Photo by Theo Tate
Catherine Jakich gets honored before the Paddlers’ regular season finale against Summers-Port on July 14 at Paddlers Pool. Jakich was one of six swimmers who wrapped up their careers with Paddlers this summer.
On July 27, 2004, Catherine Jakich helped the Paddlers Pirates’ 8-and-under 100-meter freestyle relay team accomplish some history.
The 7-year-old Jakich was the anchor of a relay team that broke a team record in Paddlers’ regular season finale against the Summers-Port Sharks at Paddlers Pool. Jakich, 9-year-olds Paige Eavenson and Kelsie Nesbit and 8-year-old Haley James finished first with a team-record time of 1 minute, 25.27 seconds, breaking the old mark of 1:25.49 set in July 1986 by Karen Yehling, Jamie Snelson, Beth Goclan and Melanie Embick.
“When we broke it, it was a really old record,” Jakich said.
Jakich also helped the relay team, nicknamed the Dream Team, finish with an undefeated regular season.
Eleven years later, Jakich’s name is still on the team record board at Paddlers Pool.
“It’s cool to be still up there as a young kid and the fact that we were able to do it; we were the Dream Team,” Jakich said.
Helping the relay team break a team record was the biggest highlight of Jakich’s 14-year Paddlers career, which ended July 19 at the Southwestern Illinois Swim Association Championships at Paddlers Pool.
“What an amazing time it has been to be a Paddlers Pirate,” Jakich said. “I’ll remember it forever.”
Jakich was one of six swimmers who competed in their final season with Paddlers. The others are Maia Cain, Cole De Yong and triplets Anna, Betsy and Chris Hagnauer.
“We all go out to eat after every swim meet, so that’s something I’m sure we’re all going to miss,” Jakich said. “But it’s great swimming with them and going to school with them. It’s been a great time, so it’s going to be sad for all of us to say our goodbyes and go our own separate ways, but it’s been amazing.”
Jakich isn’t planning on swimming in college. She will be competing in track and field at SIUE next year.
Jakich said she plans to continue swimming for leisure.
“After some hard workouts, getting in the pool would be nice,” said Jakich, who graduated from Granite City High in May. “Some days after I lift, I just want to get in and stretch out because swimming makes me feel a million times better when I’m sore. I’m sure I’ll hit the pool sometime at SIUE.”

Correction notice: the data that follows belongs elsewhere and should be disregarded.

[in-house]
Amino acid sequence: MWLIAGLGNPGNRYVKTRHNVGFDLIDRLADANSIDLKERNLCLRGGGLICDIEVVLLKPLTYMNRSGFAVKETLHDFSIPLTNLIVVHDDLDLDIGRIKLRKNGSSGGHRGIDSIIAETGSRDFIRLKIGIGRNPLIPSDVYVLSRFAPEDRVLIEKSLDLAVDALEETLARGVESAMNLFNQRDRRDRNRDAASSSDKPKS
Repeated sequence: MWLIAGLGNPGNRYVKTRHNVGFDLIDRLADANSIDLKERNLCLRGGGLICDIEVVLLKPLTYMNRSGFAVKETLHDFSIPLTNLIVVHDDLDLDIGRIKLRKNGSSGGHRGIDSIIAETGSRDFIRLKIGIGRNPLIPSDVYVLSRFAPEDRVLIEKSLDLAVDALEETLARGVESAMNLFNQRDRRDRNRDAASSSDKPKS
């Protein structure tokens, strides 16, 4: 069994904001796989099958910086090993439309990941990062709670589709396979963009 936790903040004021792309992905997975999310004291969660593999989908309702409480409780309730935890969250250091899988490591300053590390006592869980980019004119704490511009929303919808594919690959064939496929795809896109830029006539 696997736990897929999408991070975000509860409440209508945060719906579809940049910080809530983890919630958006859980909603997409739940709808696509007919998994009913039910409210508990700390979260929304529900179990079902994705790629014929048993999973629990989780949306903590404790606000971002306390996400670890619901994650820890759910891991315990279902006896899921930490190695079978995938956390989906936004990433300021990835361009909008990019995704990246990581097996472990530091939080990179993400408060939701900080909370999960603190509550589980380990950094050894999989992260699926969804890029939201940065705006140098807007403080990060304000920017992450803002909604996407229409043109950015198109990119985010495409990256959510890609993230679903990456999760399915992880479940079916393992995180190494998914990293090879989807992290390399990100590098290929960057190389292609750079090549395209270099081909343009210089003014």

Jakich finished with an outstanding final season with Paddlers, getting six first-place finishes and 12 second-place finishes. She competed in the 100-meter breaststroke, the 50-meter butterfly and the relay events in all four regular season dual meets and the SWISA meet.
Against Splash City on July 6 at Paddlers, Jakich competed in six events and finished first in four of them.
“When I looked on the board and I saw six events, I immediately went to Celeste (Furmanek) and I was like, ‘Is this a mistake?’” Jakich said. “She was like, ‘No.’ I came to her when I was getting ready to do the 100 breast and I was like, ‘I don’t know if I have any legs to do this.’ But she said you have to get your time and I just pushed through it.”
Jakich also had successful senior seasons in basketball and track at GCHS. She was named on the all-Southwestern Conference girls’ basketball team and earned all-state honors in track after placing third in the shot put at the Class 3A state meet.
Jakich credits Paddlers coach Celeste Furmanek for her outstanding careers in basketball, track and swimming.
“I’m definitely going to miss Celeste,” Jakich said. “She’s been probably the most influential coach in my life. She’s been with me for 14 years. She really pushes me every summer to be the best athlete I can be. She has made the biggest impact of my life.”
Jakich competed in swimming longer than basketball and track. She joined the Paddlers swimming team at age 4.
“When you’re starting out in a new sport when you’re that young, you don’t really know what to expect,” Jakich said. “You’re just kind of thrown in the water and you’re learning everything new. I had my sister who swam, so that was probably a little bit easier for me to adjust.”
Jakich said the hardest part of competing at Paddlers was participating in the early morning practices.
“Some days it’s hard to wake up and some days, I remember I wouldn’t be where I am today without this,” Jakich said. “It’s important for me to get here and get a good workout here every day. If you don’t swim every day in the summer, you’re not going to be in shape when it comes to the SWISA championships. It’s important to be here every day and work hard. I would never look back on it and change anything.”